Brazil’s economy originally was not doing very well. Compared to the surrounding countries in South America, Brazil has one of the poorer economies since their economic freedom score is decreasing each year. Brazil currently has a decrease in labor freedom, monetary freedom, fiscal freedom, and trade freedom. All of these factors have led Brazil to have increasing issues with their economy and increased social tensions. The lack of economic freedom has undermined Brazil’s economy from making progress, which makes it even more difficult for the Brazilian economy to perform at its fullest potential. Even though overall in the past decade Brazil has made significant progress with one of the biggest economies in the world, government intervention has continued to cause the misallocation of capital, limit mobility, and fuel a sense of injustice among the people. With the economy in this state, Brazil was expected to accommodate not only the World Cup, but also the millions of fans coming to support their countries. This has made the people of Brazil skeptical that they can actually accomplish their huge projects, and still make some kind of profit from it. The conditions of the Brazilian government were not in good condition to begin with. The government riddled with corruption was undermining economic freedom and caused protest in 2013; all over the nation, the people were protesting for better public services. With the country like this, it is easy to understand that the people of Brazil would not trust their government with their very expensive projects for the World Cup. So the 1 million protesters took to the streets to protest the public’s money being spent on nice stadiums instead of healthcare, education, and security. The protests turned violent when police fired tear gas and rubber bullets at the protesters, causing not only multiple injuries, but also people losing faith in their government. The people are faced with a government where the money does not go to the communities but to build lavish stadiums never to be used again.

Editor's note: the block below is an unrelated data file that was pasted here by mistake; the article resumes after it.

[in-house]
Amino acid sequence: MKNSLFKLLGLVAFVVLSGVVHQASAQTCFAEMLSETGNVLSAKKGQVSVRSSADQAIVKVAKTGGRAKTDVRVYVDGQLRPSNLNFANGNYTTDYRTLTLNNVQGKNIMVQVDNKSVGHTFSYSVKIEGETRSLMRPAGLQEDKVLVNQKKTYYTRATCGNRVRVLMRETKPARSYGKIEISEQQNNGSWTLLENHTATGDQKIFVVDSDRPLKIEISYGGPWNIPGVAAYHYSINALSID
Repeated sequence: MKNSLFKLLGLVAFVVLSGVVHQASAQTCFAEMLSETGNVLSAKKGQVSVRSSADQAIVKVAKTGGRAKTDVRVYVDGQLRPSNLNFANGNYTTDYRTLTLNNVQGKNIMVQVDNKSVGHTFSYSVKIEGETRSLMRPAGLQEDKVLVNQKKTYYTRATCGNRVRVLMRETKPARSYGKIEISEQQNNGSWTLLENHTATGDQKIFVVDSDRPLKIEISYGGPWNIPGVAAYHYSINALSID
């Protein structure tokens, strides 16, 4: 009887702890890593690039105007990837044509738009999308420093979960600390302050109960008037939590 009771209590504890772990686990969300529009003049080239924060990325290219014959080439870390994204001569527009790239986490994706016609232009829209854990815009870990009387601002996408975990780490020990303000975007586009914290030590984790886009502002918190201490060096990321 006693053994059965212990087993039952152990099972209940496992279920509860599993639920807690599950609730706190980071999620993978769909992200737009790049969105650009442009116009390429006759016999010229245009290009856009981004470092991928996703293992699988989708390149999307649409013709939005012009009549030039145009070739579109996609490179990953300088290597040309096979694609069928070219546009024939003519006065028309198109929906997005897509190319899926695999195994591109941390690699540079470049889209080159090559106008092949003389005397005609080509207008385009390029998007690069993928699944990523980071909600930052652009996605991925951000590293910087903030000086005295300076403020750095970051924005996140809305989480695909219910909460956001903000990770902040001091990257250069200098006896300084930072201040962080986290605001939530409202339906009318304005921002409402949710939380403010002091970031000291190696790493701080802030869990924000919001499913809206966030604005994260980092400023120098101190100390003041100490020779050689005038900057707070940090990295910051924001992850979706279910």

Brazil had built 12 stadiums in order to hold the World Cup; these stadiums have been spread out across the country in various cities. Each of these new stadiums are capable of holding 40,000 – 70,000 people. What makes people so upset about the construction of these stadiums is that they will most likely never be able to be used at the capacity they were built for. They are seen as a waste considering that the locations of some these stadiums do not have any local teams that would use these stadiums. It is estimated that $11 billion dollars was spent do built these stadiums along with improved infrastructure in order to arrive at these sites. Infrastructure such as improved transportation and airports, this was supposed to be seen as a benefit of the World Cup. The people did not see this as good enough. All those billions of dollars were spent in the face of their poverty. Those billions of dollars could have been used to build the public services that some parts of Brazil were in desperate need for. The government is making it hard on themselves and their people. There is no way to progress to a happy medium for everyone this way.